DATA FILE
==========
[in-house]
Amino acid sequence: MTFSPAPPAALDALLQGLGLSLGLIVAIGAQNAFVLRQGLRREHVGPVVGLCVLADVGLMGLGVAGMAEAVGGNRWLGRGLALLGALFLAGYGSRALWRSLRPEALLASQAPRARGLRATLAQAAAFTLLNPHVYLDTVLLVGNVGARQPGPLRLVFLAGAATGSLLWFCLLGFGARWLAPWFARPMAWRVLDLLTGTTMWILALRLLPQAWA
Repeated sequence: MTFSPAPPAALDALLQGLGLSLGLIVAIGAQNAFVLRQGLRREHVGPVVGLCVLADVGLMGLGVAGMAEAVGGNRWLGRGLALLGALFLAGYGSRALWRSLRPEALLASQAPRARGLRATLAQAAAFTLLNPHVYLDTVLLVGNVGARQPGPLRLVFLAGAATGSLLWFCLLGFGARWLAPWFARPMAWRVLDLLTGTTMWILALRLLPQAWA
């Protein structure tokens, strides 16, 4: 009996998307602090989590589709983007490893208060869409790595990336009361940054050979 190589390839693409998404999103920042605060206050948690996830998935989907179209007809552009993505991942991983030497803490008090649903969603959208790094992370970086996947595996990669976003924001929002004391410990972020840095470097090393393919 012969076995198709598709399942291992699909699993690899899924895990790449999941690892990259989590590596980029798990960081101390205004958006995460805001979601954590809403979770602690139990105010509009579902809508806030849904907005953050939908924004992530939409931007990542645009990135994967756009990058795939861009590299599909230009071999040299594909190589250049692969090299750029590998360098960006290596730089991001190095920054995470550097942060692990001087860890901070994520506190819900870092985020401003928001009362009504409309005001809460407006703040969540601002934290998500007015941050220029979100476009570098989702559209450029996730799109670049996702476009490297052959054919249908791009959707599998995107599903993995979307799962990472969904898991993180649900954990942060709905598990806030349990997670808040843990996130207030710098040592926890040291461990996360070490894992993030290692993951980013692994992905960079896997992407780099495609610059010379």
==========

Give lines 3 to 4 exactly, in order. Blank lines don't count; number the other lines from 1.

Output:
Repeated sequence: MTFSPAPPAALDALLQGLGLSLGLIVAIGAQNAFVLRQGLRREHVGPVVGLCVLADVGLMGLGVAGMAEAVGGNRWLGRGLALLGALFLAGYGSRALWRSLRPEALLASQAPRARGLRATLAQAAAFTLLNPHVYLDTVLLVGNVGARQPGPLRLVFLAGAATGSLLWFCLLGFGARWLAPWFARPMAWRVLDLLTGTTMWILALRLLPQAWA
């Protein structure tokens, strides 16, 4: 009996998307602090989590589709983007490893208060869409790595990336009361940054050979 190589390839693409998404999103920042605060206050948690996830998935989907179209007809552009993505991942991983030497803490008090649903969603959208790094992370970086996947595996990669976003924001929002004391410990972020840095470097090393393919 012969076995198709598709399942291992699909699993690899899924895990790449999941690892990259989590590596980029798990960081101390205004958006995460805001979601954590809403979770602690139990105010509009579902809508806030849904907005953050939908924004992530939409931007990542645009990135994967756009990058795939861009590299599909230009071999040299594909190589250049692969090299750029590998360098960006290596730089991001190095920054995470550097942060692990001087860890901070994520506190819900870092985020401003928001009362009504409309005001809460407006703040969540601002934290998500007015941050220029979100476009570098989702559209450029996730799109670049996702476009490297052959054919249908791009959707599998995107599903993995979307799962990472969904898991993180649900954990942060709905598990806030349990997670808040843990996130207030710098040592926890040291461990996360070490894992993030290692993951980013692994992905960079896997992407780099495609610059010379």